Dell’s security division has unearthed the HTran bouncer that acted as a go-between in the RSA Security hack
SecureWorks, Dell’s security division, have uncovered a new hacking tool named HTran. The kit came to light when the group was investigating the Advanced Persistant Threat (APT) that penetrated the defences of EMC’s RSA Security.
HTran is used by many APT hackers to disguise the location of their command and control (C2) servers. To date, Joe Stewart, Dell SecureWorks director of Malware Research, in conjunction with the company’s Counter Threat Unit (CTU) researchers have uncovered 60 different families of custom (targeted) malware used to mount complex APT attacks.
C2 connection bouncer
HTran is a connection bouncer, a kind of proxy server. A “listener” program is hacked stealthily onto an unsuspecting host anywhere on the Internet. When it receives signals from the actual target system, it redirects it to the hacker’s server.
The code was developed by “lion”, a Chinese hacker who is often credited as being the founder of the Honker Union of China (HUC). This group is patriotic to the People’s Republic of China and may be tied to the government – or at least in sympathy with it. The name of the connection bouncer is derived from HUC Packet Transmit Tool, HTran’s official name.
When Stewart was investigating RSA Security’s breach, HTran would send an error message whenever the C2 server behind it was offline or unreachable. During their research into APT systems, Stewart and the CTU team had located the IP addresses of over 1,000 APT activity bouncers. By carefully logging behaviour, Stewart discovered several HTran installations and their error messages led him to the IP address of the real C2 servers.
The HTran systems were spread around the world in the US, Europe, Japan and Taiwan but all of the actual C2 hosts pointed to IP addresses located in China. Most of these destination IPs belong to large Chinese ISPs so actually locating the real C2 servers would be difficult or impossible without the co-operation of the Chinese government, Stewart said.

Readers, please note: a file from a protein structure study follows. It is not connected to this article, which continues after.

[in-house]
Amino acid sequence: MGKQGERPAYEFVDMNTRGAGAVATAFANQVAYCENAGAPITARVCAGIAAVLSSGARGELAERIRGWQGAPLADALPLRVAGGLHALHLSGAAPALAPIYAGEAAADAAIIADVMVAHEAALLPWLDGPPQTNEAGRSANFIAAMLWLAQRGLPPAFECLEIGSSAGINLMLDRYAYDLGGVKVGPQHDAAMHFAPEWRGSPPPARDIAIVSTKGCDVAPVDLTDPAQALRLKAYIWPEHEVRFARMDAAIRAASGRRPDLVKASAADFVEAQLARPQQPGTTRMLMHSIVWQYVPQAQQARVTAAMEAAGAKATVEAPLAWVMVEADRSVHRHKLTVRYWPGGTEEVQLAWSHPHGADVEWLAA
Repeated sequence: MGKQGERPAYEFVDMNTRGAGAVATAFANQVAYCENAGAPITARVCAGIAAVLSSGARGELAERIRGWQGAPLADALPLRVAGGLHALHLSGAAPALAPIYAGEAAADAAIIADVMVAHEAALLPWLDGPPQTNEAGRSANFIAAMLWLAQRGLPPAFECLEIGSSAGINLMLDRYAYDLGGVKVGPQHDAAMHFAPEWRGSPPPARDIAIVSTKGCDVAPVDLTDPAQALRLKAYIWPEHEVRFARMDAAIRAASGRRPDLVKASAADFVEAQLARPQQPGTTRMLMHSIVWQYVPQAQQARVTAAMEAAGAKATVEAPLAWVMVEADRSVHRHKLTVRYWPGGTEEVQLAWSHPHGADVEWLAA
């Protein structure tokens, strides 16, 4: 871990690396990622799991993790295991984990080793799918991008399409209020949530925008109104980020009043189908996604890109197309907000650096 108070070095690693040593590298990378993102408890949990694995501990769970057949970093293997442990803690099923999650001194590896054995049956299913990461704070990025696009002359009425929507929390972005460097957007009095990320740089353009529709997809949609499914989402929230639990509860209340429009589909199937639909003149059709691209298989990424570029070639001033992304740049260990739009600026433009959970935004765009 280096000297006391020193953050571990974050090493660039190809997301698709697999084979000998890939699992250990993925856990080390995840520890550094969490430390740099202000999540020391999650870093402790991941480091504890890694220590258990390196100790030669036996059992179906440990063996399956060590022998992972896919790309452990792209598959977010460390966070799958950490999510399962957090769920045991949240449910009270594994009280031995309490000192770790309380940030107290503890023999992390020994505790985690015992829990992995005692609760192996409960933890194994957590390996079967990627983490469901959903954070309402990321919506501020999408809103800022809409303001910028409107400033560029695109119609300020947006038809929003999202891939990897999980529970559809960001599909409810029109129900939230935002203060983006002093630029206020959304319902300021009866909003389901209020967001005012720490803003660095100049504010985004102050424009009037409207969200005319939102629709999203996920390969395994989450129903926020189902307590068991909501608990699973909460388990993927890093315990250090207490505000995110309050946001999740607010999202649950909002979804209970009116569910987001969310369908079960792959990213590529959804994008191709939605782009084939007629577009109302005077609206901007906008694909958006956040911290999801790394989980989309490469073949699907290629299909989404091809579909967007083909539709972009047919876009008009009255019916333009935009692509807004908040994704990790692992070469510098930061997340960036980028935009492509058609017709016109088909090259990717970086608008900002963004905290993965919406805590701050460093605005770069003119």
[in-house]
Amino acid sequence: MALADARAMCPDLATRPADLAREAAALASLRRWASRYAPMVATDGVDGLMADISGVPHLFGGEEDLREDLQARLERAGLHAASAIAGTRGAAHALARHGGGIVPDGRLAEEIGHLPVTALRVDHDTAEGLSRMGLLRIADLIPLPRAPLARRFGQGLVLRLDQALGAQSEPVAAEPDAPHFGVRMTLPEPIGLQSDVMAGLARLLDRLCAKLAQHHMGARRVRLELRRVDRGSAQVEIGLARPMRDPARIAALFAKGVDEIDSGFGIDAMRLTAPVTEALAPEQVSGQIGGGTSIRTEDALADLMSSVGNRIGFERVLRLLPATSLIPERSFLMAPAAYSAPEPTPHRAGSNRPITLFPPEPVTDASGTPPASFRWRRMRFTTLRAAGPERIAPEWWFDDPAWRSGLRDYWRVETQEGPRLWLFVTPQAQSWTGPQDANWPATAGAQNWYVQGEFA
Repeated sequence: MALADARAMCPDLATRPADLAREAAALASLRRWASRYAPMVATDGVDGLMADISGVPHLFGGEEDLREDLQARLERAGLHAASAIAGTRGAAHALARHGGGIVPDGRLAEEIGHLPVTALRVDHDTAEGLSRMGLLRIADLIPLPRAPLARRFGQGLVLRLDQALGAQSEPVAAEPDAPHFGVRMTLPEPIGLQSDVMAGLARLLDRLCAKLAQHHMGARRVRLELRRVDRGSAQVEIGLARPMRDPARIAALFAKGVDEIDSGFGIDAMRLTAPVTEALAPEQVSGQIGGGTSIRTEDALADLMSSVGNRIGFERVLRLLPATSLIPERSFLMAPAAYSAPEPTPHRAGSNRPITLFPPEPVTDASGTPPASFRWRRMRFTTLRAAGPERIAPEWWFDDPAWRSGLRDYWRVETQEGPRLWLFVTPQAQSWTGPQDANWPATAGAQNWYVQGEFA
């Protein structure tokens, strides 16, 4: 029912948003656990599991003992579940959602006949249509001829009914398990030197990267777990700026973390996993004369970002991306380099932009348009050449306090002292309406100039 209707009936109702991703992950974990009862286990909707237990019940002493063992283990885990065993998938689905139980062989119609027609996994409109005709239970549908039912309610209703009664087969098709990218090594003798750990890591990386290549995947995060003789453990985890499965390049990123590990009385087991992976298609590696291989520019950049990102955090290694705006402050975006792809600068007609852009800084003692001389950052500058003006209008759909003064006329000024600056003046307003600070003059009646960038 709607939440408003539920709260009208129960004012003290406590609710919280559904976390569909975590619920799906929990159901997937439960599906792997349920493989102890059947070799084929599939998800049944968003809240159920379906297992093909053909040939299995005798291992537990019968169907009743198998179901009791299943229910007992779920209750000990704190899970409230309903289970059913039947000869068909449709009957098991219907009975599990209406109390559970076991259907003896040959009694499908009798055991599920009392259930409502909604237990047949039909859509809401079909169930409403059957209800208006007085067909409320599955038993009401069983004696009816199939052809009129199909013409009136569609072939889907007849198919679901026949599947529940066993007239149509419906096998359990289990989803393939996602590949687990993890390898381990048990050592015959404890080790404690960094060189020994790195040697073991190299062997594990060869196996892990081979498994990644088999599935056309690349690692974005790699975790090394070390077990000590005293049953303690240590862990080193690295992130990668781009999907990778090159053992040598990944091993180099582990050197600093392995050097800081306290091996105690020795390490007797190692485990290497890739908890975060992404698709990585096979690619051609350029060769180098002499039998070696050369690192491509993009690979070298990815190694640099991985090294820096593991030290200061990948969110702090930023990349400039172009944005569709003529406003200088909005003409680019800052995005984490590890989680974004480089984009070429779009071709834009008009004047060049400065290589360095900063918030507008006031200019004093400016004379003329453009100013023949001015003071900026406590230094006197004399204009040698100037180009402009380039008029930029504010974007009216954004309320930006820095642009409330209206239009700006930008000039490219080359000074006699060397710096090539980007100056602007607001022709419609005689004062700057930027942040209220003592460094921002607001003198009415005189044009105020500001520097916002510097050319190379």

At the other end of the connections, he discovered that two of the families of malware were directly linked to the RSA breach disclosed last March. The C2 servers connecting through were disclosed in the CERT bulletin “EWIN-11-077”. This Early Warning and Indicator Notice details servers used in the RSA APT hack.
Help For APT Targets
Stewart has listed all of the HTran and hidden C2 servers’ IP addresses, with Snort signatures, in his report to assist other researchers. This, he hopes, will allow them to find HTran errors that indicate latent APT activity and through that the destination C2 servers for the exfiltrated (exported) data.
The report concludes: “This particular hole in the operational security of a certain group of APT actors may soon be closed, however it is impossible for them to erase the evidence gathered before that time. It is our hope that every institution potentially impacted by APT activity will make haste to search out signs of this activity for themselves before the window of opportunity closes.”